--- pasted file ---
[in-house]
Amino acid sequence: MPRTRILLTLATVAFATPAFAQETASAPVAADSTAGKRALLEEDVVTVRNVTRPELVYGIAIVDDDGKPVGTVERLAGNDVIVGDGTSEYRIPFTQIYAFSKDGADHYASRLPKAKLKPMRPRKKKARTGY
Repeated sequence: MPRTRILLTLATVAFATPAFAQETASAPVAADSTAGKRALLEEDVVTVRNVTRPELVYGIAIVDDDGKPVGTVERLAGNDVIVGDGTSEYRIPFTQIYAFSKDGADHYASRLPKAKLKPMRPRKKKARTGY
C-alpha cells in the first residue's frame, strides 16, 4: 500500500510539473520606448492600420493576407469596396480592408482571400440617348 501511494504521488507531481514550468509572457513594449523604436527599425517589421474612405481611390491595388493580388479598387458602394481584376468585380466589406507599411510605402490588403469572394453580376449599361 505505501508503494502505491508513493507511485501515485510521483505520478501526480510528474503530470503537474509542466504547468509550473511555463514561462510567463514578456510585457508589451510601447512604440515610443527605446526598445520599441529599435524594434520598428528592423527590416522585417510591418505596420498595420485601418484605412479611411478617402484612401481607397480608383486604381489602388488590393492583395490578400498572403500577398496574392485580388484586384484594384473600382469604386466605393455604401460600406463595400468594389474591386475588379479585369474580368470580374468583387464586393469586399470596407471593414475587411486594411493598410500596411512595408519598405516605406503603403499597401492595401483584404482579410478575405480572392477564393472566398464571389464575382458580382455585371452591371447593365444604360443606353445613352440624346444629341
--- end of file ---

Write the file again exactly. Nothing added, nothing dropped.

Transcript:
[in-house]
Amino acid sequence: MPRTRILLTLATVAFATPAFAQETASAPVAADSTAGKRALLEEDVVTVRNVTRPELVYGIAIVDDDGKPVGTVERLAGNDVIVGDGTSEYRIPFTQIYAFSKDGADHYASRLPKAKLKPMRPRKKKARTGY
Repeated sequence: MPRTRILLTLATVAFATPAFAQETASAPVAADSTAGKRALLEEDVVTVRNVTRPELVYGIAIVDDDGKPVGTVERLAGNDVIVGDGTSEYRIPFTQIYAFSKDGADHYASRLPKAKLKPMRPRKKKARTGY
C-alpha cells in the first residue's frame, strides 16, 4: 500500500510539473520606448492600420493576407469596396480592408482571400440617348 501511494504521488507531481514550468509572457513594449523604436527599425517589421474612405481611390491595388493580388479598387458602394481584376468585380466589406507599411510605402490588403469572394453580376449599361 505505501508503494502505491508513493507511485501515485510521483505520478501526480510528474503530470503537474509542466504547468509550473511555463514561462510567463514578456510585457508589451510601447512604440515610443527605446526598445520599441529599435524594434520598428528592423527590416522585417510591418505596420498595420485601418484605412479611411478617402484612401481607397480608383486604381489602388488590393492583395490578400498572403500577398496574392485580388484586384484594384473600382469604386466605393455604401460600406463595400468594389474591386475588379479585369474580368470580374468583387464586393469586399470596407471593414475587411486594411493598410500596411512595408519598405516605406503603403499597401492595401483584404482579410478575405480572392477564393472566398464571389464575382458580382455585371452591371447593365444604360443606353445613352440624346444629341